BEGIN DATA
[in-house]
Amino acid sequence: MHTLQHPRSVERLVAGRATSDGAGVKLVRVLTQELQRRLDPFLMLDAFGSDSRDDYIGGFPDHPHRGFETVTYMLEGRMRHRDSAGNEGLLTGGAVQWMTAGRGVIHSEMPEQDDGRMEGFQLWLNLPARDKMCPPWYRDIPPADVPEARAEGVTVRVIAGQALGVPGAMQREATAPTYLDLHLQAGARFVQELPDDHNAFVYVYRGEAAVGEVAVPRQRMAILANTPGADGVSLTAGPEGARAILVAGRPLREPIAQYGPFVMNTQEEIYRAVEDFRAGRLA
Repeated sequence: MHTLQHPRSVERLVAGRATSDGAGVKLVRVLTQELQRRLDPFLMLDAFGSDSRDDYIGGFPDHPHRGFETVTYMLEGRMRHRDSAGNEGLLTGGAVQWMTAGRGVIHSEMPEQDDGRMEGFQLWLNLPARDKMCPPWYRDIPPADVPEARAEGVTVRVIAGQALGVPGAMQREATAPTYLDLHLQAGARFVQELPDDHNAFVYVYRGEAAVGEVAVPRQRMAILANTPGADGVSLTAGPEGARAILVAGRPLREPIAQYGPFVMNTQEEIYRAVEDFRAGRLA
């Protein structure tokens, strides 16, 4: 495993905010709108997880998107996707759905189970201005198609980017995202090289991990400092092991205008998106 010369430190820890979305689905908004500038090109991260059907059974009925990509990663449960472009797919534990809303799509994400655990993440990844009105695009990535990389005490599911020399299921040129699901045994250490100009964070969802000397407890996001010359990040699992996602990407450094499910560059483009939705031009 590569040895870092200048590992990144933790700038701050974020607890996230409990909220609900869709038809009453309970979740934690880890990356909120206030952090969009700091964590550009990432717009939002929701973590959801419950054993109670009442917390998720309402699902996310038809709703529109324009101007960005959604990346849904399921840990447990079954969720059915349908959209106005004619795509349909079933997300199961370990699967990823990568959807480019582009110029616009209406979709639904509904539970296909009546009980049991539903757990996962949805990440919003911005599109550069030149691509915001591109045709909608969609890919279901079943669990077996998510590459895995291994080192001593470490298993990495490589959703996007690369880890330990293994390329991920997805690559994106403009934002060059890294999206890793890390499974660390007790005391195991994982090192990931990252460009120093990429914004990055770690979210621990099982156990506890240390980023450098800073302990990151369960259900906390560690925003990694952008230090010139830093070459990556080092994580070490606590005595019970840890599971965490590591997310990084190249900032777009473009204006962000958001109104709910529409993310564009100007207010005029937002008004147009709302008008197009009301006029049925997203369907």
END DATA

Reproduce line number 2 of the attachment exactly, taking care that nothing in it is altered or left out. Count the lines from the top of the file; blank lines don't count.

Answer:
Amino acid sequence: MHTLQHPRSVERLVAGRATSDGAGVKLVRVLTQELQRRLDPFLMLDAFGSDSRDDYIGGFPDHPHRGFETVTYMLEGRMRHRDSAGNEGLLTGGAVQWMTAGRGVIHSEMPEQDDGRMEGFQLWLNLPARDKMCPPWYRDIPPADVPEARAEGVTVRVIAGQALGVPGAMQREATAPTYLDLHLQAGARFVQELPDDHNAFVYVYRGEAAVGEVAVPRQRMAILANTPGADGVSLTAGPEGARAILVAGRPLREPIAQYGPFVMNTQEEIYRAVEDFRAGRLA